Treats for Dogs with Special Needs - If she has a health issue such as arthritis, cancer or diabetes, you need to watch what she eats.
As your veterinarian will explain, it’s important to always give your dog insulin at the same time every day and feed him regular meals in conjunction with his medication. This allows increased nutrients in the blood to coincide with peak insulin levels, and will lessen the chance that his sugar levels will swing either too high or too low. You can work with your vet to create a feeding schedule around your pet’s medication time. It is also important to avoid feeding your diabetic dog that are high in glucose. Regular blood glucose checks are a critical part of monitoring and treating any diabetic patient, and your veterinarian will help you set up a schedule for checking your dog’s blood sugar.
Hypothyroidism (an underactive thyroid) may coincide with diabetes. In the study mentioned above, 9 percent of diabetic canines were hypothyroid. While the glucose intolerance caused by hypothyroidism could lead to the development of diabetes, it’s unlikely to be a major factor because the two don’t often occur together (Update: see for a case study of a dog who stopped needing insulin after his hypothyroidism was treated). However, thyroid hormone deficiency can result in insulin resistance, complicating glycemic control. Thyroid hormone replacement should be instituted gradually in dogs with diabetes since their insulin requirements will decrease and, without dosage adjustments, severe hypoglycemia may occur (see ).
Canine diabetes is either a deficiency or insensitivity to insulin
Insulin controls blood sugar or glucose needed for fuel or energy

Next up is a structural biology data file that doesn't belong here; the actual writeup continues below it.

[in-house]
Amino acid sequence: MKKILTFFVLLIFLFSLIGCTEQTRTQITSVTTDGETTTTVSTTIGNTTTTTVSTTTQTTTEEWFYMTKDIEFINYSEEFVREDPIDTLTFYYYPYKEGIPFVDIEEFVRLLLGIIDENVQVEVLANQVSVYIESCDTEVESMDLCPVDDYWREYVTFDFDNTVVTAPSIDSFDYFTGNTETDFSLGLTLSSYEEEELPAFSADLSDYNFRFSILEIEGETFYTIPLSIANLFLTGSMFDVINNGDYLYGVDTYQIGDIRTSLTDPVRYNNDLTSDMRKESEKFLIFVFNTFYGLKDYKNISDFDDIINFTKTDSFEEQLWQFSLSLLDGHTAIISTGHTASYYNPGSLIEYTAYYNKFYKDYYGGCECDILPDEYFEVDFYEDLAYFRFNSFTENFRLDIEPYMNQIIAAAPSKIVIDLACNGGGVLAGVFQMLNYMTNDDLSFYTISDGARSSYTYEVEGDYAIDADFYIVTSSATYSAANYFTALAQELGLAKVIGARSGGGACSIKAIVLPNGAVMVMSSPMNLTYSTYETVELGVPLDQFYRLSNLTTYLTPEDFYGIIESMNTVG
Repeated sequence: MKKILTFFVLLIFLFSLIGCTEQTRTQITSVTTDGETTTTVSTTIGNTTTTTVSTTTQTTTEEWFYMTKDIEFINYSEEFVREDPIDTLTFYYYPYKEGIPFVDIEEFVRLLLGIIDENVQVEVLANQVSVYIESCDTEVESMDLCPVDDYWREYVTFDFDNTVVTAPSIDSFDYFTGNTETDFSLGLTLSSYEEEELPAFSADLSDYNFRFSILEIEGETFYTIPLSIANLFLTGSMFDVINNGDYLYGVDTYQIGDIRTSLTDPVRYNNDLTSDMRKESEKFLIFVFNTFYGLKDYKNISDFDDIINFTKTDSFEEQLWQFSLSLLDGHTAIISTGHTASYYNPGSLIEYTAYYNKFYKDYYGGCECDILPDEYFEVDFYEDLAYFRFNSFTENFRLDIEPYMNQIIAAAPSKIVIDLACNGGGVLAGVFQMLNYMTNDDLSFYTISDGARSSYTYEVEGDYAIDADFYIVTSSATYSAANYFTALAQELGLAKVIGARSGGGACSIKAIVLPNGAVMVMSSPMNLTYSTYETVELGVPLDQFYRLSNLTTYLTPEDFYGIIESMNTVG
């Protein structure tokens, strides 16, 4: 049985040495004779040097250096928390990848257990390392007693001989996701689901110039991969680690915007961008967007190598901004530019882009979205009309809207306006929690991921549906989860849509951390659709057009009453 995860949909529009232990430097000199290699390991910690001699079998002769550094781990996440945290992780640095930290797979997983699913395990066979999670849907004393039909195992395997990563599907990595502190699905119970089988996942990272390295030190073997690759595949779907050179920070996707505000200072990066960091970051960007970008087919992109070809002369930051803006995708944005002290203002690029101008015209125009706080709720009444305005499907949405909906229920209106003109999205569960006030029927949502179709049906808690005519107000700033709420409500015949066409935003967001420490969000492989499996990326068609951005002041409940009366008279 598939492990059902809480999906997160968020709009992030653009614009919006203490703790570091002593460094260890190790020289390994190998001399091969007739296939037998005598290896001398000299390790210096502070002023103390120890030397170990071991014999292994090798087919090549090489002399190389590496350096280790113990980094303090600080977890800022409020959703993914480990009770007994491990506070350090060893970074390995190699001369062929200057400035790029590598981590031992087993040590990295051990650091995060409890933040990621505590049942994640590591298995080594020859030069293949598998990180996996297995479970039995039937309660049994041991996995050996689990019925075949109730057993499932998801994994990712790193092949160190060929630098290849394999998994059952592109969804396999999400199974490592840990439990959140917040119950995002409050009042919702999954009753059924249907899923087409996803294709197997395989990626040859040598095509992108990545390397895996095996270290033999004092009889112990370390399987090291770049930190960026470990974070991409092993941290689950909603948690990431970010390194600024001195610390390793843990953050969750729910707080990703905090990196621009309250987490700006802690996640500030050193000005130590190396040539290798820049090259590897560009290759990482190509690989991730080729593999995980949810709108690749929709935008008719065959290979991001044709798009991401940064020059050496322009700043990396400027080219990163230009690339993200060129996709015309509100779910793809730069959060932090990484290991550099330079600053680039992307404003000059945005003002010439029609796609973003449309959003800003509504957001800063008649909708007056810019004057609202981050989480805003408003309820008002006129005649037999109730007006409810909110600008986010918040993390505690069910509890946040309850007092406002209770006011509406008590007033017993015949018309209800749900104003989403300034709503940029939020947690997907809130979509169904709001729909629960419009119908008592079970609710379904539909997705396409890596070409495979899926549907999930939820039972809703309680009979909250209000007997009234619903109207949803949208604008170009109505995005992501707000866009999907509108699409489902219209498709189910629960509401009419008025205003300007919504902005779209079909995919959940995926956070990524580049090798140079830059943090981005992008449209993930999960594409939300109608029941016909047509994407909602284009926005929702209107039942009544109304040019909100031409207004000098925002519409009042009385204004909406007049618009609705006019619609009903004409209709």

The growing diabetes epidemic is not limited to people—diabetes mellitus is increasing among dogs as well. Researchers estimate that one in 200 dogs will develop the disease. Fortunately, treatment has made huge strides in recent years, and as a result, dogs with diabetes are living longer, healthier lives. In IDD, a dog loses beta cells and no longer makes enough insulin to keep glucose levels under control. Causes include genetic defects, inflammation of the pancreas and immune attack (as in human Type 1 diabetes). In IRD, something prevents the dog’s insulin from functioning properly. That “something” may be “diestrus,” pregnancy, an endocrine disease, or treatment with steroids or progesterone-like hormones. Diestrus, the most common cause of IRD, is the approximately two months of high levels of progesterone (a female hormone) between periods of estrus (heat). Hormonally, diestrus resembles pregnancy, making this form of IRD similar to human gestational diabetes.Even though our name implies that we only supply treats for diabetic dogs, we are far more than that these days. We have now expanded our specialty treats for dogs suffering with CRF, kidney and liver disease. These diseases are unique in the way that everything they eat, can affect different parts of their bodies and in many different ways.Diabetes mellitus is one of the most common hormonal diseases affecting dogs. Most affected dogs have Type 1 diabetes, meaning that their condition is not caused by a poor diet or being overweight, but usually by an abnormal autoimmune response that destroys the pancreatic cells responsible for manufacturing insulin. Close communication between veterinarian and owner is essential to designing a protocol that is convenient enough to be followed day in and day out while still meeting the dog’s medical needs. Never alter your dog’s regimen without first talking to your vet. Dogs with Type 1 diabetes should eat foods that are relatively high in fiber and low in simple sugars. This reduces the chances that their blood sugar levels will swing wildly up and down throughout the day. Prescription dog foods that meet these criteria are manufactured under strictly controlled conditions so that one bag is essentially identical to the next. This helps maintain the consistency that is so important for diabetes management. If a dog refuses to eat one of the available prescription foods, over-the-counter diets can also be considered. High quality foods that are designed for weight loss are a good option since they tend to be higher in fiber and lower in simple sugars than other options. Keep in mind that, when necessary, almost any high quality dog food can be matched with an appropriate insulin dose to manage a dog’s diabetes. A diagnosis of diabetes is not a death sentence for dogs. With appropriate treatment, many canine diabetics enjoy a good quality of life and normal life expectancy. Dr. Jennifer Coates Image: / via